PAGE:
Introduction to Methodology and Statistics
Experimental and Correlational Research (or similar courses)
Recently, the replicability of findings in Psychology—and with that the integrity of the literature—has been questioned, and several reforms for good research practices have been proposed as solutions. Papers about questionable research practices (QRP's) have fueled the reform, and we will discuss several of them in this course. Although QRP's such as selectively reporting ‘what works’ differ from fraud, they nevertheless hamper scientific progress. In this course we point out the many choices to be made in any psychological investigation and the decisions that lead to best research practices. For science to make progress, it is important that an investigation is reproducible. Reproducible research refers to the idea that research output such as the code, data, etc. are shared in order for others to be able to reproduce, verify and build on the work. In this course students acquire the skills to plan for reproducible research (e.g., by writing an analysis plan and documenting and archiving their work according to reproducibility principles). Knowledge of good research practices can help students perform better research themselves, and can help them evaluate papers or media items in the field of psychology now and in their future careers.
Learn about the consequences of the many choices that need to be made when doing research for its robustness;
Learn about pitfalls (e.g., Questionable Research Practices) in research projects and how to prevent them (e.g., by making a preanalysis plan);
Learn how to critically evaluate published research from a research integrity perspective; and
Acquire the skills required to make research reproducible.
For the timetable of this course please refer to MyTimetable
NOTE As of the academic year 2021-2022, you must register for all courses in uSis. You do this twice a year: once for the courses you want to take in semester 1 and once for the courses you want to take in semester 2.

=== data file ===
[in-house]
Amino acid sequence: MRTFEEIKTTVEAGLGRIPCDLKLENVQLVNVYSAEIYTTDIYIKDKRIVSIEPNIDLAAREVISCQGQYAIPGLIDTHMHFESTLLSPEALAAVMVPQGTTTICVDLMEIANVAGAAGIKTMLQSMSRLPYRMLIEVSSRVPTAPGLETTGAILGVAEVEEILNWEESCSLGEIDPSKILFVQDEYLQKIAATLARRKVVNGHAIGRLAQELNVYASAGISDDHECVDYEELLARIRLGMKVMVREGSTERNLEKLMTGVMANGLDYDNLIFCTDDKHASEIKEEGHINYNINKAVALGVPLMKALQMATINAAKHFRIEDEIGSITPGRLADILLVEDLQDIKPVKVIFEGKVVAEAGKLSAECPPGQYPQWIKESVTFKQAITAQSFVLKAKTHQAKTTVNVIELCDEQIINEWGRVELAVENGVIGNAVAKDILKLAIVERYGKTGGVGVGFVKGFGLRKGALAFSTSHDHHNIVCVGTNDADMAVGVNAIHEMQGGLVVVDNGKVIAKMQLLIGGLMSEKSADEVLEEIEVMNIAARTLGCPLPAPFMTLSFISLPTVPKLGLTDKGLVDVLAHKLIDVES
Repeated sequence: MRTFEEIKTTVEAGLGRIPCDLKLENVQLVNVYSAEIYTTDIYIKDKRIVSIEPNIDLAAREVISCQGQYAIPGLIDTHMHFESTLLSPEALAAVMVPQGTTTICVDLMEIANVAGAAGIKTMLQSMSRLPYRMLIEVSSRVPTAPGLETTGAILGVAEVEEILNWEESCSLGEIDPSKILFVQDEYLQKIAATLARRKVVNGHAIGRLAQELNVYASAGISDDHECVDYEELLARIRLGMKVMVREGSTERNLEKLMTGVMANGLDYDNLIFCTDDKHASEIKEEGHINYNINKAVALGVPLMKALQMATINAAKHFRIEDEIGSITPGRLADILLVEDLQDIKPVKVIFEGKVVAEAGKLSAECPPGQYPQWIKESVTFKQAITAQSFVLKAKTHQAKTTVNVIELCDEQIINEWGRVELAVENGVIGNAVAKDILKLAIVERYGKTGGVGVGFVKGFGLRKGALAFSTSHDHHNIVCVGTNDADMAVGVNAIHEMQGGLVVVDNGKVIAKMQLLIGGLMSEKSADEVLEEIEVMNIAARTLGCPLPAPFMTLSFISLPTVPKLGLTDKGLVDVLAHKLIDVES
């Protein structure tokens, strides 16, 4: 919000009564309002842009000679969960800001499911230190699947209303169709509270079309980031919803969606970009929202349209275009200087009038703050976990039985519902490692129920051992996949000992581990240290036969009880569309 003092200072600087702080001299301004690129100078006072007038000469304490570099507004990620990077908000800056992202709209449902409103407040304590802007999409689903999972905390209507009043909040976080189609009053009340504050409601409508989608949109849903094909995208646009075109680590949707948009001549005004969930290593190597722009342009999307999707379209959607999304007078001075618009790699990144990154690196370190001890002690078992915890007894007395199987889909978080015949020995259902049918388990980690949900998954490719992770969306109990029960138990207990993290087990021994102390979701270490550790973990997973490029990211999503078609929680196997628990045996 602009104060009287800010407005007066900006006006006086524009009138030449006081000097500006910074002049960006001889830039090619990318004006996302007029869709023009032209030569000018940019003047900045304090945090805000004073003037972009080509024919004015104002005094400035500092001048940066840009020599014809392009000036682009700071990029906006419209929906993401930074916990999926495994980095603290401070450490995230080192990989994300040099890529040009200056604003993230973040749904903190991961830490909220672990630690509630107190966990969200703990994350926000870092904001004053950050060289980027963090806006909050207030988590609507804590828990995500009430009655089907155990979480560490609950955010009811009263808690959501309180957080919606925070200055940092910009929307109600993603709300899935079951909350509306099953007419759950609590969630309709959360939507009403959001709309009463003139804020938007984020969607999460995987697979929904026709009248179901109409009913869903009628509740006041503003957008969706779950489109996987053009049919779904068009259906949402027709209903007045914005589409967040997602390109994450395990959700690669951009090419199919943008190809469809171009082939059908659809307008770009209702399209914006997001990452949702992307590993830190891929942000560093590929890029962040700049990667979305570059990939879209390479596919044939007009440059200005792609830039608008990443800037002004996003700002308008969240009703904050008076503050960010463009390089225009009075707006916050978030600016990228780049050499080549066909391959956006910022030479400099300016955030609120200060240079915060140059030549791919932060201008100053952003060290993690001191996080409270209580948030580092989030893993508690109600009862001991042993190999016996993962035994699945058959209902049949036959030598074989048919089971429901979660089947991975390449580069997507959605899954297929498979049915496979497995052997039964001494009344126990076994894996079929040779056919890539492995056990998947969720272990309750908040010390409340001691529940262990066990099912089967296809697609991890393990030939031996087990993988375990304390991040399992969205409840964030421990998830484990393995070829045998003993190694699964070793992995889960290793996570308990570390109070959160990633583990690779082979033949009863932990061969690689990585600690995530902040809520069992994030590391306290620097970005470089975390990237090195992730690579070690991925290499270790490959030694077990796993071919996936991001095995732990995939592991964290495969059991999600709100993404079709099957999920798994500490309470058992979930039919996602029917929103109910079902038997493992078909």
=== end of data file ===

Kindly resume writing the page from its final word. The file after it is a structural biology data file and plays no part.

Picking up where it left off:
Registration for courses in the first semester is possible from July. Registration for courses in the first semester is possible from December.
The exact date on which the registration starts will be published on the website of the Student Service Center (SSC). First year Bachelor students as well as premaster students will be registered by the Student Service Center; they do not need to register themselves.
The registration period for all courses closes five calendar days before the start of the course.
Also read the complete registration procedure
Mode of instruction
4 2-hour lectures
8 2-hour computer labs
In the work group sessions students work towards two assignments. The sessions consist of making a preanalysis plan and mock results section, student presentations of their plans, executing the planned analyses, documenting all steps in a reproducible way, and reviewing the report of another group.
2 graded assignments each weighting 30% of the final grade and an exam with multiple choice and open questions weighting 40% of the final grade. The exam covers both the reading list and topics discussed during the lectures. Students are entitled to view their marked examination within a period of 30 days following the publication of the results of a written examination—more information about this will be posted on Brightspace. The entire course is in English, although students may opt to answer the open questions on the exam in Dutch.
The Institute of Psychology uses fixed rules for grade calculation and compulsory attendance. It also follows the policy of the Faculty of Social and Behavioural Sciences to systematically check student papers for plagiarism with the help of software. Disciplinary measures will be taken when fraud is detected. Students are expected to be familiar with and understand the implications of these three policies.
- The most up to date full reading list will be available on Brightspace. This will consist of freely available literature and blogs.
Dr. Anna van 't Veer email@example.com